Jan 03, 2019
As more people are turning to cannabidiol, more commonly known as CBD, to treat common conditions, they are discovering the cloudy haze of legal issues surrounding the cannabis compound. While hemp is now legalized thanks to the recent passage of the nationwide Farm Bill, cannabis is only legal in certain states and can't be sent through the mail. But, there may be other ways consumers can get their CBD.
For some time now, scientists have been able to chemically create CBD in the lab. However, the man-made version of the compound can come with a hefty price tag. Some even cost more than $150 per 10 milligrams, and some conditions require consumers take hundreds of milligrams to get any results. Those who buy this synthetic CBD also need a Schedule I DEA license to do so, and the substance is technically not meant for human consumption.
But there are others who are looking at ways to manipulate organisms to produce CBD that doesn't involve expensive chemistry experiments.
Hops aren't just for drinking
One possible solution comes from a plant other than cannabis or hemp -- hops, which are the flowers of Humulus lupulus plant and primarily used to give flavor to beers. Peak Health and ImmunAG, companies that sell CBD products aimed at relieving pain and improving consumers' lives, say they've figured out how to make the only CBD product not sourced from cannabis.
The product is an extract of the Kriya brand Humulus plant. Similar to hemp extract, the companies say that this plant has a high concentration of CBD. It's not clear if there is any data that supports this claim.
Yeast, a cheap way to get your CBD
We use yeast for a lot of things, and it turns out that we can use it for one more. While it doesn't naturally contain cannabinoids, if you play with it a bit, it's possible.
Yeast can yield cannabinoids like CBD, THC or others, as well as terpenes, that you would find in the cannabis plant if you manipulate its DNA. Librede, a company based in California, currently holds a patent as well as federal funding for this technology, which it plans to use to produce mass amounts of cannabinoids from yeast.
The process is simple. Take some bioengineered yeast, add some sugar, and let it do its thing. Perhaps the best part of this discovery is the potential cost benefits. Librede estimates they will be able to make one gram of CBD for $0.20, which is far less than the average cost of CBD extracted from naturally cultivated hemp or cannabis.
This could also beneficially impact the environment, as typical cultivation techniques require providing cannabis plants with large amounts of water and light, which is often done using heat lamps indoors. Some growers also use pesticides and fertilizers that can impact the environment through run-off.
How does this work?
Stay with me, because you're about to read a lot of science.
To make cannabinoids, you essentially need two things:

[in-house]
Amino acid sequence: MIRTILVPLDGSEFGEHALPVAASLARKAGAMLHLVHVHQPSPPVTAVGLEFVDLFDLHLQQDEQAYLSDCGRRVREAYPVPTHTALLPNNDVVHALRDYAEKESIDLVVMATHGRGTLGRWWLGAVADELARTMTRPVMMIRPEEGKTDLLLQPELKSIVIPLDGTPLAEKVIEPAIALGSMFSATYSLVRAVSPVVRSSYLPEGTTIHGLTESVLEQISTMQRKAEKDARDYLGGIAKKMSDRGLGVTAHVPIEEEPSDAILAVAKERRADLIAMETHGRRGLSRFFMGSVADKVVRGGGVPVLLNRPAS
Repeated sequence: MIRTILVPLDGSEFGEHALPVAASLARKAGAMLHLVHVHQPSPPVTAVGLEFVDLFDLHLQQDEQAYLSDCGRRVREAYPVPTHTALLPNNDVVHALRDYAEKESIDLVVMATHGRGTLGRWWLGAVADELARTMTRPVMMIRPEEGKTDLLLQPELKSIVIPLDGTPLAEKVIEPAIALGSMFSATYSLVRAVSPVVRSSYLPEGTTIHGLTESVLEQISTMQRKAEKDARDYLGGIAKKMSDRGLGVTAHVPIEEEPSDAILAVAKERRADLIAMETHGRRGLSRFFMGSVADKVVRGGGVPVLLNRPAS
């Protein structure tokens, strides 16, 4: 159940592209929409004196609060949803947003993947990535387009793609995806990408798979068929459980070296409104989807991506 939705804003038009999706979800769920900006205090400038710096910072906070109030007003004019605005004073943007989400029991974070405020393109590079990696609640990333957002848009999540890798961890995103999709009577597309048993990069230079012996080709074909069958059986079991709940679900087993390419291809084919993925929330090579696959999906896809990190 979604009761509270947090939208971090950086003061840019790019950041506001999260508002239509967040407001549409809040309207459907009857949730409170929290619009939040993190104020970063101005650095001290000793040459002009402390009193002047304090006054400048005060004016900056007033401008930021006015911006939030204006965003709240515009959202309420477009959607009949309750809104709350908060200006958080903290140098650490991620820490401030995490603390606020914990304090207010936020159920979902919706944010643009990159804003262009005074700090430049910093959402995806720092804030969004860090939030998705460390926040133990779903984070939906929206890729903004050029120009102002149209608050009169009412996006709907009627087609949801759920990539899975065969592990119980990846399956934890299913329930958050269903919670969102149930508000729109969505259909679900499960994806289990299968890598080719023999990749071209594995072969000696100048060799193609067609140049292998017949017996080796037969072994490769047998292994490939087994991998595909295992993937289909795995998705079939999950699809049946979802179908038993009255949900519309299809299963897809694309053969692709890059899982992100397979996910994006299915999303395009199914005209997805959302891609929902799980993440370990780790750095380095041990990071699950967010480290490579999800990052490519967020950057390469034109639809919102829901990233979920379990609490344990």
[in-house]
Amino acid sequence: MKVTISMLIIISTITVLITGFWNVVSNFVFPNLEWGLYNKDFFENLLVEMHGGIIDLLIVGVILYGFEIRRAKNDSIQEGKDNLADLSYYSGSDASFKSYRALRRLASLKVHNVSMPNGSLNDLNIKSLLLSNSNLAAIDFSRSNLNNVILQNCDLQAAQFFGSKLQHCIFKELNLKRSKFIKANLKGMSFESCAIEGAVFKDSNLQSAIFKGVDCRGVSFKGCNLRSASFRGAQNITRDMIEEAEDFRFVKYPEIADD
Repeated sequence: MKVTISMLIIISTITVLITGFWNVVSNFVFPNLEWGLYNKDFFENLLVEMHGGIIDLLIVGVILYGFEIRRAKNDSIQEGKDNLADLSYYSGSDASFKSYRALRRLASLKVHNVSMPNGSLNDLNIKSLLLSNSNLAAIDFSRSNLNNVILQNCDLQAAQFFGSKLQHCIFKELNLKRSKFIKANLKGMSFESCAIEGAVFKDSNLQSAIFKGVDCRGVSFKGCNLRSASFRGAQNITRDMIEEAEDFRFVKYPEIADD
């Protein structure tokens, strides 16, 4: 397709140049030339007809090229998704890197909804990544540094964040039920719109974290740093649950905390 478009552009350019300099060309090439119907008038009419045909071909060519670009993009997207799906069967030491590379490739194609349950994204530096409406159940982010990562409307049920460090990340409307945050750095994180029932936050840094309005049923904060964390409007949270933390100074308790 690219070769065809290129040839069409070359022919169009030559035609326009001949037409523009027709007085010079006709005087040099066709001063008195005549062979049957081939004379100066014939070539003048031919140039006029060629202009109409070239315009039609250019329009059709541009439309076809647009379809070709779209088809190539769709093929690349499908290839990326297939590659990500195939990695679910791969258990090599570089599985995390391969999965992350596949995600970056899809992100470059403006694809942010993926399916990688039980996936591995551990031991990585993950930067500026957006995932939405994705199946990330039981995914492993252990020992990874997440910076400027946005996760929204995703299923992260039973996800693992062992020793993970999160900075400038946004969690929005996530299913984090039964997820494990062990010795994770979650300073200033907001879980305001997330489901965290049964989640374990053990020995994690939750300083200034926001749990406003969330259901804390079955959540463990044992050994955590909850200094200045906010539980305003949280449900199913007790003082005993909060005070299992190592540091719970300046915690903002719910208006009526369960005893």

1. The precursor molecules that are the foundation of cannabinoids. THC and CBD are made up of the same ones, but they are arranged differently.
2. Enzymes that will convert those molecules into a particular cannabinoid.
To make cannabinoids out of hops or yeast, you need to be able to make cannabigerolic acid. Once you have that, you add the correct enzymes to turn it into the acid form THC, CBD or another cannabinoid or terpene, and then add heat to turn it into the cannabinoid or terpene we know as the ones we consume.
To get cannabigerolic acid, you need the hops or yeast to produce two things: hexanoic acid and geranyl diphosphate. The former is quite common in plants and will eventually become olivetolic acid, which will then synthesize with the geranyl diphosphate to become cannabigerolic acid.
But this isn't as easy as it sounds. No plants other than cannabis have the right DNA to naturally produce the necessary enzymes.
Gene editing and CBD
But now, bioengineers have enabled yeast to produce the ingredients that are needed to make cannabinoids. Engineered yeast can produce hexanoic acid, which will turn into olivetolic acid, as well as an enzyme that converts cannabigerolic acid to THC acid. Once you have the acid, you just heat it up to get regular THC.
Librede which has engineered this development, says this process takes less than one week.
Thanks to a gene editing technique called CRISPR, which was recently used to edit the genomes of babies in China, hops can also make cannabinoids. CRISPR lets you cut out a piece of DNA and replace it with another piece of DNA, so you could replace DNA in hops with DNA that contains the enzymes needed to make cannabigerolic acid.
Whether this manipulation of cannabinoid production will effect CBD's medicinal properties is not yet known. Current research shows that cannabidiol extracted from whole cannabis plants that are CBD-rich strains are better at relieving inflammation and pain than just CBD on its own. This could be due to the entourage effect, which theorizes that the cannabinoids and terpenes work best when they are working in tandem, and supports using CBD that has small amounts of THC in it as well. However, this research is promising and shows that perhaps, with more time and research, we can make the perfect cannabidiol in the lab that's specific to certain conditions.
As you can see, hemp and cannabis aren't the only two players in town when it comes to cultivation and extracting CBD. While additional research is needed, scientists and horticulturists are making great strides when it comes to genetically modifying and growing plants with various CBD profiles that may one day offer cost-effective and customized solutions to a growing number of health issues, both stateside and abroad.
And as new research emerges regarding the potential uses, applications and benefits of CBD as a therapeutic alternative to harsh chemicals and pharmaceutical drugs, we expect demand to continue to surge, furthering this agenda for decades to come.